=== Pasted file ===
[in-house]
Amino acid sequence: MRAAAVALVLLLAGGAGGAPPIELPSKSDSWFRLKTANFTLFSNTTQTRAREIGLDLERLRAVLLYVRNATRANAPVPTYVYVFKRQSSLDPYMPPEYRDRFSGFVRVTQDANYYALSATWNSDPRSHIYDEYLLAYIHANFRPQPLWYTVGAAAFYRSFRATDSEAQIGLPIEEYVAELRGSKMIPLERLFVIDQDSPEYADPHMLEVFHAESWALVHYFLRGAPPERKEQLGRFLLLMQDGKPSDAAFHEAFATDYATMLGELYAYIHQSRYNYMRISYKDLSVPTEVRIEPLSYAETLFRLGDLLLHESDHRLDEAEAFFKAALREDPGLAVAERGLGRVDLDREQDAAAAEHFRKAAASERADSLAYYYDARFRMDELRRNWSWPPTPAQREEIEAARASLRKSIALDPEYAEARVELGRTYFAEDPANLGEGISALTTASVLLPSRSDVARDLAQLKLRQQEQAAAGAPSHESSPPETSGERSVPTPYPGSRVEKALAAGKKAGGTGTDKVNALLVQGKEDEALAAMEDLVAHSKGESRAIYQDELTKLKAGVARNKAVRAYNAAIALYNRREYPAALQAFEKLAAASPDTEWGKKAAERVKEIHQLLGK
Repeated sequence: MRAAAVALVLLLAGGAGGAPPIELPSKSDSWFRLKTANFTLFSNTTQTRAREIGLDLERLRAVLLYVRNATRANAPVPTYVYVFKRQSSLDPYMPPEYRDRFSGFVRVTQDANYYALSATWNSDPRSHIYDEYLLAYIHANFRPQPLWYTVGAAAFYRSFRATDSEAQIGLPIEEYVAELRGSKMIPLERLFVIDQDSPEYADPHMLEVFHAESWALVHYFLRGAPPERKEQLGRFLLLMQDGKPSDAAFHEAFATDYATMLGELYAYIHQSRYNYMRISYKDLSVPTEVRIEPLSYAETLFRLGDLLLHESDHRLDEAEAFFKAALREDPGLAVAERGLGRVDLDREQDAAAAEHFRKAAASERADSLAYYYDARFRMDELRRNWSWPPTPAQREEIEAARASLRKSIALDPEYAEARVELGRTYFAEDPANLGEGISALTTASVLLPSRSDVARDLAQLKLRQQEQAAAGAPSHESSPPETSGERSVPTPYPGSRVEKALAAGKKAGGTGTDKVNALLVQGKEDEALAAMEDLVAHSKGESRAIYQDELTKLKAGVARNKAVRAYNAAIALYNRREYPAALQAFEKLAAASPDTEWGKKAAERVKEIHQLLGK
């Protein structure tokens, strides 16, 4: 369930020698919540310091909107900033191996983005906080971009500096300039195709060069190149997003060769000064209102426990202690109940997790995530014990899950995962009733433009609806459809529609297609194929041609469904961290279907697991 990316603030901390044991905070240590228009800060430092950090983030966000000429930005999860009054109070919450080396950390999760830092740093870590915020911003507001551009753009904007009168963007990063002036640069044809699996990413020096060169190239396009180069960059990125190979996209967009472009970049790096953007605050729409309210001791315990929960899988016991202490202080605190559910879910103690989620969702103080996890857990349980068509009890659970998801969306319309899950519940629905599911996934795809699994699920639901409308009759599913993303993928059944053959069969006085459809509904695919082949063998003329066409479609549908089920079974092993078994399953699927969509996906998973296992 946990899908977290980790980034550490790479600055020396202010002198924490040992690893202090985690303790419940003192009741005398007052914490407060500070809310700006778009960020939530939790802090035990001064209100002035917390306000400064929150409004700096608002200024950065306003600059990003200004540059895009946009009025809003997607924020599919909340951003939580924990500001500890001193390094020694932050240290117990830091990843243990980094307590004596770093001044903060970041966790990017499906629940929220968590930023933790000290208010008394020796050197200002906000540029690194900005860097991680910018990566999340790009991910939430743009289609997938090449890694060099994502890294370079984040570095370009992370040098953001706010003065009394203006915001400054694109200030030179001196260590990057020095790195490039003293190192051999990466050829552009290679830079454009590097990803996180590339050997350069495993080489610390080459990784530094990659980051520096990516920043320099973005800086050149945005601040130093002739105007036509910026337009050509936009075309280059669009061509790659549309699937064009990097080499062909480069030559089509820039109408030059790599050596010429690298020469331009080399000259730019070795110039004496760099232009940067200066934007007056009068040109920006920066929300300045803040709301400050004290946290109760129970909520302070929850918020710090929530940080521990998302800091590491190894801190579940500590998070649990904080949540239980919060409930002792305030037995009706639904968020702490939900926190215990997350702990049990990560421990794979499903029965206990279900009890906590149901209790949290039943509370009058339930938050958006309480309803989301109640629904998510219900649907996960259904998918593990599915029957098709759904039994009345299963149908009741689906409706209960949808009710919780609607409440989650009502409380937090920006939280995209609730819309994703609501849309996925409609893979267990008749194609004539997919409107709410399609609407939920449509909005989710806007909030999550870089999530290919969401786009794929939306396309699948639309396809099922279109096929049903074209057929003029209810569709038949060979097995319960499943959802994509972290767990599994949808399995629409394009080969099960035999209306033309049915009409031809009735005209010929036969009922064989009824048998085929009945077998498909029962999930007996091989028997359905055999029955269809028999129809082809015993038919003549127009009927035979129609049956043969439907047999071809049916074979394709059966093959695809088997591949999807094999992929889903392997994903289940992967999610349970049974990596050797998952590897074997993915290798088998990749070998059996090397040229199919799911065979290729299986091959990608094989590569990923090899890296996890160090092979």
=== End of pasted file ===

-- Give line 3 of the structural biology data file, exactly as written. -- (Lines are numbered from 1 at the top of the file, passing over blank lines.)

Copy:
Repeated sequence: MRAAAVALVLLLAGGAGGAPPIELPSKSDSWFRLKTANFTLFSNTTQTRAREIGLDLERLRAVLLYVRNATRANAPVPTYVYVFKRQSSLDPYMPPEYRDRFSGFVRVTQDANYYALSATWNSDPRSHIYDEYLLAYIHANFRPQPLWYTVGAAAFYRSFRATDSEAQIGLPIEEYVAELRGSKMIPLERLFVIDQDSPEYADPHMLEVFHAESWALVHYFLRGAPPERKEQLGRFLLLMQDGKPSDAAFHEAFATDYATMLGELYAYIHQSRYNYMRISYKDLSVPTEVRIEPLSYAETLFRLGDLLLHESDHRLDEAEAFFKAALREDPGLAVAERGLGRVDLDREQDAAAAEHFRKAAASERADSLAYYYDARFRMDELRRNWSWPPTPAQREEIEAARASLRKSIALDPEYAEARVELGRTYFAEDPANLGEGISALTTASVLLPSRSDVARDLAQLKLRQQEQAAAGAPSHESSPPETSGERSVPTPYPGSRVEKALAAGKKAGGTGTDKVNALLVQGKEDEALAAMEDLVAHSKGESRAIYQDELTKLKAGVARNKAVRAYNAAIALYNRREYPAALQAFEKLAAASPDTEWGKKAAERVKEIHQLLGK